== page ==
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Prayer and Community: The Havurah in American Judaism (review)

Prayer and Community: The Havurah in American Judaism (review) SHOFAR Nonetheless, if these two groups provided the main impetus for Britain's decision to withdraw, the contribution of the Haganah should not be underrated. While the author cuts off his discussion in the fall of 1947, from then on, as the fighting against the British fell off and operations shifted more and more against Arab forces, soon operating in company, battalion, and even regimental formations, the Haganah came into its own, and without it the War of Liberation could not have been won. In conclusion, then, this book delivers what the title promises. It is strong in its evaluation of the British counter-insurgency effort, though somewhat weaker on the Jewish side where the author relies entirely on works translated into English and also seems to overestimate the influence of Jewish opinion on American policymakers. Happily, this study is free of the special pleadings and advocacy which so often mar works on the subject, and if, on occasion, the opinions cited are uncomfortable for the Jewish reader, it must be remembered that within the context of the time even a great Englishman such as Winston Churchill referred to the Jewish underground fighters as "brigands and bandits." Moreover, the reader http://www.deepdyve.com/assets/images/DeepDyve-Logo-lg.png Shofar: An Interdisciplinary Journal of Jewish Studies Purdue University Press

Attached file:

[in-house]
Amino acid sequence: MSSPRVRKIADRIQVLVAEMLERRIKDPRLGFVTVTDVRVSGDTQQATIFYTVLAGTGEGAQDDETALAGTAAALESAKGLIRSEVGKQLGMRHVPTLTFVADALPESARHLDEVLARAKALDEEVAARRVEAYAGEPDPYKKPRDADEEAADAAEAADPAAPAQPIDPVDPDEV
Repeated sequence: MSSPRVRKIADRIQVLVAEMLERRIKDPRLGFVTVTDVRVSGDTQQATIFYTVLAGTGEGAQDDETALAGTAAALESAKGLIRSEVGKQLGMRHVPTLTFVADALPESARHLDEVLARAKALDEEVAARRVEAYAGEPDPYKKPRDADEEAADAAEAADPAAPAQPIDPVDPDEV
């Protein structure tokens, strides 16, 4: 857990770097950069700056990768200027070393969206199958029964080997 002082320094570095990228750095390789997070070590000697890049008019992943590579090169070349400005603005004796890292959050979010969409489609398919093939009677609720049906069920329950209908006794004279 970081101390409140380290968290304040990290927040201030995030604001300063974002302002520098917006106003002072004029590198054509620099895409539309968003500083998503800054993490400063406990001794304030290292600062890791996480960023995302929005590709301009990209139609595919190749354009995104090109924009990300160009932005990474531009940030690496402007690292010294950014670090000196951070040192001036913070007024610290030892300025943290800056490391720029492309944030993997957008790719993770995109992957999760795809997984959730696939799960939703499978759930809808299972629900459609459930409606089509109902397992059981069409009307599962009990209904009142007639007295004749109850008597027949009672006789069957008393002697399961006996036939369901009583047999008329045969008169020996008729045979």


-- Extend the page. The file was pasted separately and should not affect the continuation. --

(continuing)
Prayer and Community: The Havurah in American Judaism (review)

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Publisher
Purdue University Press
Copyright
Copyright © Purdue University.
ISSN
1534-5165
Publisher site
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Abstract

SHOFAR Nonetheless, if these two groups provided the main impetus for Britain's decision to withdraw, the contribution of the Haganah should not be underrated. While the author cuts off his discussion in the fall of 1947, from then on, as the fighting against the British fell off and operations shifted more and more against Arab forces, soon operating in company, battalion, and even regimental formations, the Haganah came into its own, and without it the War of Liberation could not have been won. In conclusion, then, this book delivers what the title promises. It is strong in its evaluation of the British counter-insurgency effort, though somewhat weaker on the Jewish side where the author relies entirely on works translated into English and also seems to overestimate the influence of Jewish opinion on American policymakers. Happily, this study is free of the special pleadings and advocacy which so often mar works on the subject, and if, on occasion, the opinions cited are uncomfortable for the Jewish reader, it must be remembered that within the context of the time even a great Englishman such as Winston Churchill referred to the Jewish underground fighters as "brigands and bandits." Moreover, the reader

Journal

Shofar: An Interdisciplinary Journal of Jewish StudiesPurdue University Press

Published: Oct 3, 1990

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